Investing Terms

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  • Cost Accounting

    What Is Cost Accounting? Cost accounting is a process companies go through to determine how much it costs to manufacture a product or provide a service in order to decide: how much they should make, the price they should charge and how profitable the product or service is. The main goal of cost accounting is to determine the breakeven point, above which sales revenue exceeds costs and the company makes…

  • Income Statement

    What Is An Income Statement? The income statement is one of the main financial statements that companies prepare regularly to measure their financial health. The income statement—also known as a profit and loss statement (P&L)—shows the company's profitability over a given period of time. Most public companies prepare income statements quarterly, and private companies may do it more frequently, such as monthly. Investors use income statements to discern the basic…

  • Commodity Stocks

    What Is A Commodity Stock? A commodity stock is a debt offering from a corporation involved in the consumption, extraction, refinement or delivery of raw materials. Accordingly, both company performance and share price are correlated to the relative value of an underlying commodity(s). Valuing Commodity Stocks Acting as the basis for a broad spectrum of securities, commodities are a premier asset class in the global marketplace. Essentially, any item with…

  • Commodity Dollars

    What Are Commodity Dollars? The term "commodity dollar" is used to define a currency closely correlated with raw materials integral to a nation's export sector. Also referred to as a "commodity currency" or "comdoll," commodity dollars derive a great deal of their value from specific underlying assets. The markets of oil, gold and agricultural products often play key roles in the exchange rate valuations of these currencies. Generally speaking, the…

  • Derivatives

    What Is A Derivative? Derivatives are financial instruments that derive their value from an underlying asset such as a currency, a commodity like oil, gold or wheat, stocks and bonds, or interest rates. The most common types of derivatives are options and futures, credit default swaps, interest rate swaps and collateralized debt obligations (CDOs). Pros of Derivatives Derivatives were originally developed to enable companies and producers to protect themselves against…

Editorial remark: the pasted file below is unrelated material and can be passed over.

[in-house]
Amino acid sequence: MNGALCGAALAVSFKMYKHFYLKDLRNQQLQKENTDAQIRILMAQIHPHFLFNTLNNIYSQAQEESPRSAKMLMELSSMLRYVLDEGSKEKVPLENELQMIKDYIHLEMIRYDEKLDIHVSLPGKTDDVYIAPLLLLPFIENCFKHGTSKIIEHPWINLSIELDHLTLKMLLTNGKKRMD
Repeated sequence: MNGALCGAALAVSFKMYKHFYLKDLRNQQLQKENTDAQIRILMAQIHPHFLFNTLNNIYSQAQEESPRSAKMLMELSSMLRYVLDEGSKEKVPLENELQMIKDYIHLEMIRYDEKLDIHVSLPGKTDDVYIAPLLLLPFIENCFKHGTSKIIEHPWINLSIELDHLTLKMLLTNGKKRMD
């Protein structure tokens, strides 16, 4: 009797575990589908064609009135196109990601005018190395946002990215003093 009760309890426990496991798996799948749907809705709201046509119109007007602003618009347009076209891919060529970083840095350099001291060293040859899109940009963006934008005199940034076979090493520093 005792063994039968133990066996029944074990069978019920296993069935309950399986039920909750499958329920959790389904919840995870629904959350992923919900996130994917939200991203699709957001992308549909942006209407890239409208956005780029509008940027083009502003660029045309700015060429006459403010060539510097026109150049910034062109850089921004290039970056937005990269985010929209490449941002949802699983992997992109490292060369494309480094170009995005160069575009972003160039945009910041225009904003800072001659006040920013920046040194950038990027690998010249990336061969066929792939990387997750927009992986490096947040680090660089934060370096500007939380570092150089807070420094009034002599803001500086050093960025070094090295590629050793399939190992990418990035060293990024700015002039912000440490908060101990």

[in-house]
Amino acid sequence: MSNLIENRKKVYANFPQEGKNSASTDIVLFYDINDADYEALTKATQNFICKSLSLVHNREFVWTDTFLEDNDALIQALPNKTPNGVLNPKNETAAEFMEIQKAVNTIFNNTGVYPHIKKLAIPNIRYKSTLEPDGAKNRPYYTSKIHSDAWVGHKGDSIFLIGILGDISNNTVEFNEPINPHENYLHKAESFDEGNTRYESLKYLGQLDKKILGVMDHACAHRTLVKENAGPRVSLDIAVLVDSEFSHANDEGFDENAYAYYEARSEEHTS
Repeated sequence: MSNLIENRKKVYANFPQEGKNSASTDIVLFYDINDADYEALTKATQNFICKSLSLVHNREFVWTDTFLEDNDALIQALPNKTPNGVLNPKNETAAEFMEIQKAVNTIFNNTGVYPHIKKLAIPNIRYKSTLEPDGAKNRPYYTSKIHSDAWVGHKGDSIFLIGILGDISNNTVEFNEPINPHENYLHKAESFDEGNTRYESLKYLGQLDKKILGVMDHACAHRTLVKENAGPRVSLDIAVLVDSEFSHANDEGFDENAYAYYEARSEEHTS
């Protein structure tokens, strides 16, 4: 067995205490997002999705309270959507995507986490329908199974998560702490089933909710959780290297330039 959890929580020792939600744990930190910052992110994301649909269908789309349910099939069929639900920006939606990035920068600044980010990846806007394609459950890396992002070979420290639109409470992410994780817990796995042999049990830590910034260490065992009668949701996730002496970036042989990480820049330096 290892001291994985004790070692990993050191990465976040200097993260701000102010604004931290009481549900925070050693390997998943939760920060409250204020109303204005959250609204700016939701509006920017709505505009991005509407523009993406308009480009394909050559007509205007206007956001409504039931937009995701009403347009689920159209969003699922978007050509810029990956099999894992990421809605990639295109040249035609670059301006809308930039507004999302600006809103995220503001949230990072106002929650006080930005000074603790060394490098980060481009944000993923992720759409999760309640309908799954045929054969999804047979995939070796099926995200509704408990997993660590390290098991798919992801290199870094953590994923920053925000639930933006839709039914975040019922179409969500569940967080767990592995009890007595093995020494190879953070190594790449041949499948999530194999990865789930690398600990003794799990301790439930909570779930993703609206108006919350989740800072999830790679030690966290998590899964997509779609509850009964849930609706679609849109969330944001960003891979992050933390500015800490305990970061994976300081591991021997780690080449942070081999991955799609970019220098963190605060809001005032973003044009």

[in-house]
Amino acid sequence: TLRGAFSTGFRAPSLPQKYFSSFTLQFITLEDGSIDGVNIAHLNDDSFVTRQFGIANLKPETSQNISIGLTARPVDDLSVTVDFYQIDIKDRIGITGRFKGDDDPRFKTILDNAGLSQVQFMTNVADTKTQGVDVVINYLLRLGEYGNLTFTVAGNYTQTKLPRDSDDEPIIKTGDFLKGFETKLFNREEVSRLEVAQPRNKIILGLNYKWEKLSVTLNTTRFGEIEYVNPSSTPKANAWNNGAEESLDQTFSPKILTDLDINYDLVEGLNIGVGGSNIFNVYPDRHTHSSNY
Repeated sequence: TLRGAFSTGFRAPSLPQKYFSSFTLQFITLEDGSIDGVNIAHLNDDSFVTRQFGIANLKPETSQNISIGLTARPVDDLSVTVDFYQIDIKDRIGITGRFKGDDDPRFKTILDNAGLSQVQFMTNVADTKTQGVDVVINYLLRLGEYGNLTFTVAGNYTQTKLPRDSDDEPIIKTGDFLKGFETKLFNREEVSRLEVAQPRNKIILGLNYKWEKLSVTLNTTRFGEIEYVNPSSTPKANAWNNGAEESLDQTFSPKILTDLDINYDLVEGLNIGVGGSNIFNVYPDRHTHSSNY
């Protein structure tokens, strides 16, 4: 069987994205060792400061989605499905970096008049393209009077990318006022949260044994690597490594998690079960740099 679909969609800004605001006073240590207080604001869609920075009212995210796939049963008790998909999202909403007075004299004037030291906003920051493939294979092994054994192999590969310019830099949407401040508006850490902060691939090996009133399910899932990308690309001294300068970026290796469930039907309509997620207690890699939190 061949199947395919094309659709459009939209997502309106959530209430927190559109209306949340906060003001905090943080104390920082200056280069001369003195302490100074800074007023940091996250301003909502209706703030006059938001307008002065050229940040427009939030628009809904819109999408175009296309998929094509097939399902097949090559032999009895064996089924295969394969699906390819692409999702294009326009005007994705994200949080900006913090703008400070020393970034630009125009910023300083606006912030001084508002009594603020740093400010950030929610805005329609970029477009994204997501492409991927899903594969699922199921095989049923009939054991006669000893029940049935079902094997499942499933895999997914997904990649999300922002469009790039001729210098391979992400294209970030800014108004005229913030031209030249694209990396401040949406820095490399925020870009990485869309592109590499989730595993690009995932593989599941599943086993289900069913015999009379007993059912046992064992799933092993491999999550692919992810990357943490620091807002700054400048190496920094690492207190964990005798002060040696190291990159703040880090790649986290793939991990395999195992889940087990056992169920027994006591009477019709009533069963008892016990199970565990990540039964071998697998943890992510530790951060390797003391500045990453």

• Seasonality

    What Is Seasonality? In finance, the term seasonality is used to describe periodic trends in supply/demand, business performance and asset pricing. This phenomenon occurs consistently on an annual basis, in concert with regional weather patterns, economic data releases or the celebration of assorted holidays. Seasonality is an important factor to consider when crafting investment decisions. If left unchecked, the enhanced volatility and market turbulence attributable to these trends can increase…

  • Futures Industry Association (FIA)

    The Futures Industry Association (FIA) is a leading authority on the global derivatives industry. Headquartered in Singapore, Brussels, London and Washington D.C., the FIA is an advisory body to the world's futures and options market participants. Operating as a network of clearinghouses, exchanges and trading firms, the FIA aims to satisfy its self-stated, multifaceted mission: Support market transparency, competition and open accessibility Preserve the integrity of the financial system Promote…

  • Contribution Margin

    What Is Contribution Margin? Contribution margin is a business accounting term that measures the difference between sales revenue and the variable costs to produce or sell a product. It shows the amount of profitability a company would achieve once it covers its fixed costs, i.e., its breakeven point. A company's fixed costs remain basically the same whether it makes or sells one unit or thousands. The most common fixed costs…

  • Non-Deliverable Forward

    What Is A Non-Deliverable Forward? A non-deliverable forward (NDF) is a contract to buy or sell a specific currency at a specified price in which the settlement of the contract at expiration doesn't involve the physical delivery of the currency, hence the name. In general, NDFs are used to hedge or speculate in local currencies in emerging markets where the currency has low liquidity, is not freely convertible, or where…

  • Market Capitalisation

    In finance, the term market capitalisation is used to reference the aggregate value of a specific security, sector, exchange, or trading venue. Frequently shortened to "market cap," it may be calculated in a variety of ways and is especially useful when comparing the relative size of tradable securities or marketplaces. Stocks One of the most common applications of market capitalisation is to corporate stock offerings. According to the U.S. Securities…

  • Credit Default Swap

    What Is A Credit Default Swap? A credit default swap (CDS) is a financial derivatives contract that acts as an insurance policy that an investor takes out in order to protect against a bond issuer defaulting on its obligations to pay interest and repay principal. The investor "swaps" their risk with an insurance company, a bank, or a hedge fund. The institution accepts the risk against the bond, defaulting in…

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